The Saints And The Eucharist (3) – St. Stanislaus Kostka.

The Saints And The Eucharist (3) – St. Stanislaus Kostka.

16th Century           

Saint Stanislaus Kostka.



Saint Stanislaus Kostka was born in 1550 in Rostków, a few kilometers from Warsaw. In 1564, when he was 14 years old, Stanislaus was sent to Vienna with his older brother to complete his studies with the Jesuits. He liked very much both his studies and the disciplined life of the college and already decided to enter the religious life.   

Unfortunately, the Jesuits had to close the college and Stanislaus, his brother, and their tutor were forced to leave, eventually accepting the hospitality of a nobleman of the Lutheran faith. 

Stanislaus maintained his exemplary devotional lifestyle, despite the pressure from his brother, their tutor, and their host, all of whom criticized him for this.   Stanislaus accepted all this with patience and submission, so much so that during the night, he prayed for them.    

When he was about 17 years old, Stanislaus became gravely ill. We should point out that the young man belonged to the Confraternity of St. Barbara, whose members commend themselves to her as their patron to receive Holy Communion at the hour of death.

Stanislaus, therefore, had complete trust that this would take place, and in fact awakened his tutor, who was keeping watch beside him, with the exclamation:   

“Look, there is St. Barbara! Look, she has come with two Angels! She is bringing me the Blessed Sacrament!” And so it was: the Angels bent over him and gave him Holy Communion. The boy, now serene, lay down again on his bed.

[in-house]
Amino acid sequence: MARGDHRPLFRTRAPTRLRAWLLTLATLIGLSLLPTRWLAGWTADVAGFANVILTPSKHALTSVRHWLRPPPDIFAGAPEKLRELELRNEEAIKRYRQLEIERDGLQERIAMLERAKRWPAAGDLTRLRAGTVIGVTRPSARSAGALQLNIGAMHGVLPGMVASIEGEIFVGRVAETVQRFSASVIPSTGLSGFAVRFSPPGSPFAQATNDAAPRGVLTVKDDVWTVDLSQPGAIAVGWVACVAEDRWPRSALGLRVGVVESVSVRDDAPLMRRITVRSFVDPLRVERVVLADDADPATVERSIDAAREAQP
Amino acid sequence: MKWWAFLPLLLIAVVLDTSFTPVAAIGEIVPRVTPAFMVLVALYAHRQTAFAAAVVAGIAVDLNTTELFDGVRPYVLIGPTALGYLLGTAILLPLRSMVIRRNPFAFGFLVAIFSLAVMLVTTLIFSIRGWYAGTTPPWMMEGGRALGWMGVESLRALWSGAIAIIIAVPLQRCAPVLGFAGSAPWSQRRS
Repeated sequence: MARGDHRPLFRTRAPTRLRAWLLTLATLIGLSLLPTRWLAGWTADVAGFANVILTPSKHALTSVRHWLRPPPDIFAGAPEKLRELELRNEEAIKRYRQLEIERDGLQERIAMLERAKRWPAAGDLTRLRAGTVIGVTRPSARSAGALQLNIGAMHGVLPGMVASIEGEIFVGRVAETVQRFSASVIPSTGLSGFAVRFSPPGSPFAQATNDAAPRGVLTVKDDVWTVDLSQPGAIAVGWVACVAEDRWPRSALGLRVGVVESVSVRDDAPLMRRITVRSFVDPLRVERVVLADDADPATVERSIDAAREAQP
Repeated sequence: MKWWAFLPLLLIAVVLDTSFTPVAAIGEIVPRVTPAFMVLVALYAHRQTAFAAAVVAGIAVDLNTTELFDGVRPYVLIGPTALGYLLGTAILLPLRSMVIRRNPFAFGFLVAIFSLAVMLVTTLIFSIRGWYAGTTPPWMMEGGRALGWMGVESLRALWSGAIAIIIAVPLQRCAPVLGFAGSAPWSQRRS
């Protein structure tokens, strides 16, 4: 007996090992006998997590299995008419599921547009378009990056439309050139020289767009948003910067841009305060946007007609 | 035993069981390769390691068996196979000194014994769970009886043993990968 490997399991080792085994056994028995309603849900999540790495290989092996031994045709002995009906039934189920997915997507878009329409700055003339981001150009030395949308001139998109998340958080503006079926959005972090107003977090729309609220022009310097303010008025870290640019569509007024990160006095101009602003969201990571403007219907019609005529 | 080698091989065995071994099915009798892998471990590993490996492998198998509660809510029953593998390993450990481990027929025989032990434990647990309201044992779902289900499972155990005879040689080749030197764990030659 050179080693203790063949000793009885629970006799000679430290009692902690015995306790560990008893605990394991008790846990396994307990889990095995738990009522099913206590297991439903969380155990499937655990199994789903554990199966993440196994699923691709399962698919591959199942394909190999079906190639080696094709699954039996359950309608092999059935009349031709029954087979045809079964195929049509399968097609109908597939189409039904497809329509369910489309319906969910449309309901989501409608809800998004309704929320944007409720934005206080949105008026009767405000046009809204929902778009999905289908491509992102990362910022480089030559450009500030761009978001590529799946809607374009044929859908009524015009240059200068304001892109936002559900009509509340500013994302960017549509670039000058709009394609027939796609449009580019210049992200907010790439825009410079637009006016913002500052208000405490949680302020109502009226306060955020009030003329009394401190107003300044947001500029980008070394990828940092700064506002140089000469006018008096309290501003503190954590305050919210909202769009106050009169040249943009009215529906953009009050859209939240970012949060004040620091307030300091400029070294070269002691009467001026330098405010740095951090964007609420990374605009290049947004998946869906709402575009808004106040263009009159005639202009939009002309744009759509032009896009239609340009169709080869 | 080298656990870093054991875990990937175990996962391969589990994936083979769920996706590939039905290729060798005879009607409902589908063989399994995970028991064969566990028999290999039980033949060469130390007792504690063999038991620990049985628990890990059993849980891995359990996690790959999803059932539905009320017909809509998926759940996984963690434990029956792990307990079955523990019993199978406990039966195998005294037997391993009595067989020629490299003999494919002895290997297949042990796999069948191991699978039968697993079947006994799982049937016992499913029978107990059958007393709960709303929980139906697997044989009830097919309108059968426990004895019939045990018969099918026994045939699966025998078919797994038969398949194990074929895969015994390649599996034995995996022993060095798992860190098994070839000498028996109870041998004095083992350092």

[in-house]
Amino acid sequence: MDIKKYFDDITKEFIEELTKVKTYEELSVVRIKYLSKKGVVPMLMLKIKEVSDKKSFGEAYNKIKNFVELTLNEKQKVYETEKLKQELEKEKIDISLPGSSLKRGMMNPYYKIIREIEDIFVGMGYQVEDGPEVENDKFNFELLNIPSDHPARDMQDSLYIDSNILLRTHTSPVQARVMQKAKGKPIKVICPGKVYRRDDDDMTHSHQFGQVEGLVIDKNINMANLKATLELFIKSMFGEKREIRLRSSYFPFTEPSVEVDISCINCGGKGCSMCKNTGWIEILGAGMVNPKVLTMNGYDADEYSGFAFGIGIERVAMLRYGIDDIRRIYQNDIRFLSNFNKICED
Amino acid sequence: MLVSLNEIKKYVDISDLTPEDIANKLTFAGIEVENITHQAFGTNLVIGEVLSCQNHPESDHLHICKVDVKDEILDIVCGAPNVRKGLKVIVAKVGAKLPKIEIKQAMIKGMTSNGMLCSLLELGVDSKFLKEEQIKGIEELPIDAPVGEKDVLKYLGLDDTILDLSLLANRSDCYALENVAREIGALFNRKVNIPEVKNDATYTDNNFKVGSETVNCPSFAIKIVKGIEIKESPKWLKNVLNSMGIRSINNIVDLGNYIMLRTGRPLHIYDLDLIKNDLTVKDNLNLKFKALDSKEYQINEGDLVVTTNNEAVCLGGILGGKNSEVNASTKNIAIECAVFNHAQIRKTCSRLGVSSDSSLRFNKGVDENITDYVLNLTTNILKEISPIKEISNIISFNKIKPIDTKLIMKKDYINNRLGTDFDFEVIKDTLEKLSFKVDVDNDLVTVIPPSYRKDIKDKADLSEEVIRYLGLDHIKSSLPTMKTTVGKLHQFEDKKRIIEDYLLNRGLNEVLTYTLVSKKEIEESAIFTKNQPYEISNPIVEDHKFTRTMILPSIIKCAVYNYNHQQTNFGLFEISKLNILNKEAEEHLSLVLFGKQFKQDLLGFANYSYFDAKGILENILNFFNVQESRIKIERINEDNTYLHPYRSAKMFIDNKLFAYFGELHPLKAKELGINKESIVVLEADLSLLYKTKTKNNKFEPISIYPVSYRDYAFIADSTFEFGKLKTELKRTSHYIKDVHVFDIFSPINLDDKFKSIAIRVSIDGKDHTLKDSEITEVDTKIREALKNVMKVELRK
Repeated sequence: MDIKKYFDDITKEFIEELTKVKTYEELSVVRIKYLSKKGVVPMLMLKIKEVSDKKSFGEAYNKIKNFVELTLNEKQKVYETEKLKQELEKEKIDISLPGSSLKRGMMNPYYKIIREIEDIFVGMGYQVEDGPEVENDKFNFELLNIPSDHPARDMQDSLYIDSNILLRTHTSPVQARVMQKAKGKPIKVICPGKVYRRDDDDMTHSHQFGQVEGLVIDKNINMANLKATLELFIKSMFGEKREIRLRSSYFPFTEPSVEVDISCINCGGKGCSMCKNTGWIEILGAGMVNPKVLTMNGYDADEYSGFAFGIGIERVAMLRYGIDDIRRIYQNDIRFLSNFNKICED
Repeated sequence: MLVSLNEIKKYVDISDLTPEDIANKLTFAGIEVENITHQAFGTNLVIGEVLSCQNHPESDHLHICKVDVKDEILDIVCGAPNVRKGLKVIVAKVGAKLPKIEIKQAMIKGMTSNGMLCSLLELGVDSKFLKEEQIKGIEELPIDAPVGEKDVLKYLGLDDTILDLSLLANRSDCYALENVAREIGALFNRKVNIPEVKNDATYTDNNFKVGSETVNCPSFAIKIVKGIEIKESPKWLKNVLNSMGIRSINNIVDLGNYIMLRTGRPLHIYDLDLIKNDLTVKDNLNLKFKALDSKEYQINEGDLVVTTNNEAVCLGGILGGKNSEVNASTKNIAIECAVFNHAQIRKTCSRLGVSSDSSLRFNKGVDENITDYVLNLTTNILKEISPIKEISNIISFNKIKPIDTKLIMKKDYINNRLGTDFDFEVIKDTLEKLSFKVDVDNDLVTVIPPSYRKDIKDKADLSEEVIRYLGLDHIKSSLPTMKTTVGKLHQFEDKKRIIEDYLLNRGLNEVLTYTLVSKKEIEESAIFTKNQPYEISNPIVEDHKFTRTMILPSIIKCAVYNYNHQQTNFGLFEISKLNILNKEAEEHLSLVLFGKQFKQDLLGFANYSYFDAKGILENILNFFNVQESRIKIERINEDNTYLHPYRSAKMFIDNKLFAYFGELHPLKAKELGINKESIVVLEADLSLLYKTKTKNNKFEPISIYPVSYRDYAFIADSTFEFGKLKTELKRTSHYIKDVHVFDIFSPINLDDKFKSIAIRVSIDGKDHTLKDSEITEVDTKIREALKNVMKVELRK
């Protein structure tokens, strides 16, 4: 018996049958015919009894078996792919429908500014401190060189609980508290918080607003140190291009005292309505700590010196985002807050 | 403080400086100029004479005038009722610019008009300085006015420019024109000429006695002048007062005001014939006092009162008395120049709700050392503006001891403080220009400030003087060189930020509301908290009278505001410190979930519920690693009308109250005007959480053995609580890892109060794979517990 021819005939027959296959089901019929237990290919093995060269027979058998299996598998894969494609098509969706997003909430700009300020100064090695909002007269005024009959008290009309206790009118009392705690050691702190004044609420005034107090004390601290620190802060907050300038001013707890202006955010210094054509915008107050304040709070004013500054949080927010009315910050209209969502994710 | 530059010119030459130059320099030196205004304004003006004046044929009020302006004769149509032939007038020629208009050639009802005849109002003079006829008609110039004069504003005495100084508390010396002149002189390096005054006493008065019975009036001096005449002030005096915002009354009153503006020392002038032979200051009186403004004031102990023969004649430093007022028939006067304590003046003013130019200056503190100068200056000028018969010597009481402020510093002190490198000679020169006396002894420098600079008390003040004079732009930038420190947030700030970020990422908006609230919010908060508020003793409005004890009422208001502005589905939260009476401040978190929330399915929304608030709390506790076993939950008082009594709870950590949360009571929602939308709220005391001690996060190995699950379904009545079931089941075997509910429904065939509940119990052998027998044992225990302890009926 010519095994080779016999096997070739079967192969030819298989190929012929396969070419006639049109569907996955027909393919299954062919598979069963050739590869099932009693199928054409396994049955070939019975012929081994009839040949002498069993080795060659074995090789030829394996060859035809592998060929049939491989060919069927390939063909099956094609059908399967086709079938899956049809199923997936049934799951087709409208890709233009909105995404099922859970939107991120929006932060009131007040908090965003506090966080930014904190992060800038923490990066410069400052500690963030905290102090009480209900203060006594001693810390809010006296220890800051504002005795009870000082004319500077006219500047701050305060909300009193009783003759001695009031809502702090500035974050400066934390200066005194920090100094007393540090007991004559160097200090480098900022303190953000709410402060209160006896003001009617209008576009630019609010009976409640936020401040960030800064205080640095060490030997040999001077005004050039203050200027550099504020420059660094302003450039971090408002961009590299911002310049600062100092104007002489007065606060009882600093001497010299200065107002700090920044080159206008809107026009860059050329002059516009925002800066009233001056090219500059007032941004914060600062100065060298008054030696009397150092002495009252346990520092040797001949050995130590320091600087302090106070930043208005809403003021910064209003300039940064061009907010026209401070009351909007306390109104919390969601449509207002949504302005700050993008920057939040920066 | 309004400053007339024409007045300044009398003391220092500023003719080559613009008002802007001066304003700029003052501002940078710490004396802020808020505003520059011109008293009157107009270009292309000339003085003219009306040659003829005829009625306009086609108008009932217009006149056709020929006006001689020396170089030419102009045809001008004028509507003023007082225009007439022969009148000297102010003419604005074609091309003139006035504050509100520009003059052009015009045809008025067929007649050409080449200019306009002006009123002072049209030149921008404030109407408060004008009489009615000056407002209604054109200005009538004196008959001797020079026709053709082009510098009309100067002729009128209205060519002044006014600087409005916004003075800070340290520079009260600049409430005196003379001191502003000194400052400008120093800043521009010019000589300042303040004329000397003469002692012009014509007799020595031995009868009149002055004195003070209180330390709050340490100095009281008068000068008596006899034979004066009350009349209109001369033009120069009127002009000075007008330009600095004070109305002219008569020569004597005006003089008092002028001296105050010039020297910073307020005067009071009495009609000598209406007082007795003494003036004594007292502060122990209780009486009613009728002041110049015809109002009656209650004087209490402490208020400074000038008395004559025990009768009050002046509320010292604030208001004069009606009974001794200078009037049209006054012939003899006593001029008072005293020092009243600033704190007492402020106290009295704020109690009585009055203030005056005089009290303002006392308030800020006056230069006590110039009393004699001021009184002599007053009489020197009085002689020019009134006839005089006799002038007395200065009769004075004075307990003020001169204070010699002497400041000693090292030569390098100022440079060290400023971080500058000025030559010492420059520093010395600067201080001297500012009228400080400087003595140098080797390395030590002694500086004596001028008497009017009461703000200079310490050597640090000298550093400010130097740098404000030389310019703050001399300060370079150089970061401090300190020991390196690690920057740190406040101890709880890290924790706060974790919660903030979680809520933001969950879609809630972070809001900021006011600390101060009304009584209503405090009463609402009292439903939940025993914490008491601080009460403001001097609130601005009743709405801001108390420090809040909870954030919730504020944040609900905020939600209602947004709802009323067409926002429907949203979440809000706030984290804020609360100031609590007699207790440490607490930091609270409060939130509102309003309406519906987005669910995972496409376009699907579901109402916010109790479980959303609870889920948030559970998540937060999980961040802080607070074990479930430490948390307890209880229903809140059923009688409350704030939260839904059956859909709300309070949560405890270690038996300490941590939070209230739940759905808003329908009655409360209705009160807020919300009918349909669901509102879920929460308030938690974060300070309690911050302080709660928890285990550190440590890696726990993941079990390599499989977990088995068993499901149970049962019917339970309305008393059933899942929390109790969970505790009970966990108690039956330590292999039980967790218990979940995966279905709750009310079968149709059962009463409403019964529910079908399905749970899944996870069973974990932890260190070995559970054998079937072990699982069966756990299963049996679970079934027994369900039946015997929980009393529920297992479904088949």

Several days later, to the surprise of all, Stanislaus got up, perfectly healed, stating that he wished to go to church to personally thank the Lord, and disclosing his wish to become a Jesuit.  

The regional superior of the Jesuits refused him because of his young age and the lack of a nihil obstat (permit) from his parents, but Stanislaus did not lose heart and decided at once to attempt to enter the Jesuits in Germany or even in Italy itself. He cast off his expensive clothing and dressed in that of a peasant, traveling on foot towards Augusta, where the great St. Peter Canisius, provincial of the Jesuits, was residing.    

When his brother discovered his absence, he searched for him for a long time and began to fell remorse for his hostile conduct towards him. 

Meanwhile, St. Peter Canisius carefully evaluated the young man’s vocation and decided to send him to the Jesuit seminary in Rome. In the letter  of  presentation  for the young Stanislaus he wrote:

“Stanislaus, a noble son of Poland, a young man who is upright and full of zeal, was tested for a short time in the boarding house at Dillingen and was shown to be always diligent in fulfilling his duty and firm in his vocation…we expect great things from him.” 

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